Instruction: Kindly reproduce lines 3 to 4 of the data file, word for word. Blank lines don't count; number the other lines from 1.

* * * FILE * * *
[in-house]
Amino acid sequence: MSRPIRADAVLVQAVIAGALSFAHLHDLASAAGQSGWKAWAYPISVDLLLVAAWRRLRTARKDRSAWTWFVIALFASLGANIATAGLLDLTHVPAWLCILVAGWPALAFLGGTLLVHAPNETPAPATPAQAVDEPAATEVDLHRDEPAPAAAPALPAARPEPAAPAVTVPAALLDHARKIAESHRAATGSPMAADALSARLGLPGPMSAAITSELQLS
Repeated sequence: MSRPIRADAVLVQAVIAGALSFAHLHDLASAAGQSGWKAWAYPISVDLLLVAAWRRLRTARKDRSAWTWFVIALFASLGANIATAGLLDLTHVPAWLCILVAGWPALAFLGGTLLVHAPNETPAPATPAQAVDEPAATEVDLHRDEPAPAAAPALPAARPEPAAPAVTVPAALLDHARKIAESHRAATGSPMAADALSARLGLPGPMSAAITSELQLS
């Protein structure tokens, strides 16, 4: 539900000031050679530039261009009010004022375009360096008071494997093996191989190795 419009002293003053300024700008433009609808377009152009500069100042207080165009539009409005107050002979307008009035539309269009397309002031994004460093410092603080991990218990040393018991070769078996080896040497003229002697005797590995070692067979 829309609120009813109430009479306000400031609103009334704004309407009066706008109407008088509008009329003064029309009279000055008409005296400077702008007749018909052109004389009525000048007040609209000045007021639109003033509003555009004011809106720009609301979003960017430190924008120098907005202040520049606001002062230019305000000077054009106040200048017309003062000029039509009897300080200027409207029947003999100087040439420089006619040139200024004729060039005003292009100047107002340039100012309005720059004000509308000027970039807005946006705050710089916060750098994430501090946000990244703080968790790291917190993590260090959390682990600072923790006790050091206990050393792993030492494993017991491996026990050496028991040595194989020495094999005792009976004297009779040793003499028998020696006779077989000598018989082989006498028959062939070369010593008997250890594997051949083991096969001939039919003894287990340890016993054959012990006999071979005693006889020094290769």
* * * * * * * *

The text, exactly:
Repeated sequence: MSRPIRADAVLVQAVIAGALSFAHLHDLASAAGQSGWKAWAYPISVDLLLVAAWRRLRTARKDRSAWTWFVIALFASLGANIATAGLLDLTHVPAWLCILVAGWPALAFLGGTLLVHAPNETPAPATPAQAVDEPAATEVDLHRDEPAPAAAPALPAARPEPAAPAVTVPAALLDHARKIAESHRAATGSPMAADALSARLGLPGPMSAAITSELQLS
């Protein structure tokens, strides 16, 4: 539900000031050679530039261009009010004022375009360096008071494997093996191989190795 419009002293003053300024700008433009609808377009152009500069100042207080165009539009409005107050002979307008009035539309269009397309002031994004460093410092603080991990218990040393018991070769078996080896040497003229002697005797590995070692067979 829309609120009813109430009479306000400031609103009334704004309407009066706008109407008088509008009329003064029309009279000055008409005296400077702008007749018909052109004389009525000048007040609209000045007021639109003033509003555009004011809106720009609301979003960017430190924008120098907005202040520049606001002062230019305000000077054009106040200048017309003062000029039509009897300080200027409207029947003999100087040439420089006619040139200024004729060039005003292009100047107002340039100012309005720059004000509308000027970039807005946006705050710089916060750098994430501090946000990244703080968790790291917190993590260090959390682990600072923790006790050091206990050393792993030492494993017991491996026990050496028991040595194989020495094999005792009976004297009779040793003499028998020696006779077989000598018989082989006498028959062939070369010593008997250890594997051949083991096969001939039919003894287990340890016993054959012990006999071979005693006889020094290769």